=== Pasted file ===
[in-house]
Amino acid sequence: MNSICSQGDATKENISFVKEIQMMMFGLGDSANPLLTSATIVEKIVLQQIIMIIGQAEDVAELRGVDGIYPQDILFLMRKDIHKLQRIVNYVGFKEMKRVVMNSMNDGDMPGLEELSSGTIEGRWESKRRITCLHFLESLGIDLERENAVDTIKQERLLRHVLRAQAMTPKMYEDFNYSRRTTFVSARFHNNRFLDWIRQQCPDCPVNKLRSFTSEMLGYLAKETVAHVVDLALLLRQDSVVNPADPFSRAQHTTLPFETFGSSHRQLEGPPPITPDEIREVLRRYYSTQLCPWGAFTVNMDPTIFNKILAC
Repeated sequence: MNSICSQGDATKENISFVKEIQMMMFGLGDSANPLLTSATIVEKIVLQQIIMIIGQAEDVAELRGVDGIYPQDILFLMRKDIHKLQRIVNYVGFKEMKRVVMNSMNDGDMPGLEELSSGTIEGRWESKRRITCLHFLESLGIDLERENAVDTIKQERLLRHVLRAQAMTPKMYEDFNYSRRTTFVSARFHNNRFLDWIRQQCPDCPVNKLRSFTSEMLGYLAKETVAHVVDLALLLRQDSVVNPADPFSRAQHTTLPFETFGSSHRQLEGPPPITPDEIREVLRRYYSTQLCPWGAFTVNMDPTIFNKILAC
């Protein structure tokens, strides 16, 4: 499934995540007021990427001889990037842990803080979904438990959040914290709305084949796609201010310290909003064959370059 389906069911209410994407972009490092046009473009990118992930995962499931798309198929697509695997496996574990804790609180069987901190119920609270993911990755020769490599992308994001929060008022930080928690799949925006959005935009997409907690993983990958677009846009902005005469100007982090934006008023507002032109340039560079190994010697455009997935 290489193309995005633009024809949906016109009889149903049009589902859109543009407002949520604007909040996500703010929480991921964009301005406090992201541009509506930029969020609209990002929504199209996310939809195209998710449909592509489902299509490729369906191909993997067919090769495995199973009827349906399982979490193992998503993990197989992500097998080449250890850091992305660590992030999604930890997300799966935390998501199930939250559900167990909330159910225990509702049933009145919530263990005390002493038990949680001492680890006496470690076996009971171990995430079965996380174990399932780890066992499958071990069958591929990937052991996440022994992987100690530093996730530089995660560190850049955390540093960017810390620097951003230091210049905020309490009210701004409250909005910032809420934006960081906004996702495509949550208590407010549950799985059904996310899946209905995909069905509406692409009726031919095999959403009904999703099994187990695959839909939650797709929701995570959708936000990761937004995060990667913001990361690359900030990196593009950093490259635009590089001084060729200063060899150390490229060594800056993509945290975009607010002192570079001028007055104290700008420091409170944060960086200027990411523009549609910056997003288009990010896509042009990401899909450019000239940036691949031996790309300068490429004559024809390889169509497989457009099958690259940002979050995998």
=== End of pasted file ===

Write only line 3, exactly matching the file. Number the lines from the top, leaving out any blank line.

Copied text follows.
Repeated sequence: MNSICSQGDATKENISFVKEIQMMMFGLGDSANPLLTSATIVEKIVLQQIIMIIGQAEDVAELRGVDGIYPQDILFLMRKDIHKLQRIVNYVGFKEMKRVVMNSMNDGDMPGLEELSSGTIEGRWESKRRITCLHFLESLGIDLERENAVDTIKQERLLRHVLRAQAMTPKMYEDFNYSRRTTFVSARFHNNRFLDWIRQQCPDCPVNKLRSFTSEMLGYLAKETVAHVVDLALLLRQDSVVNPADPFSRAQHTTLPFETFGSSHRQLEGPPPITPDEIREVLRRYYSTQLCPWGAFTVNMDPTIFNKILAC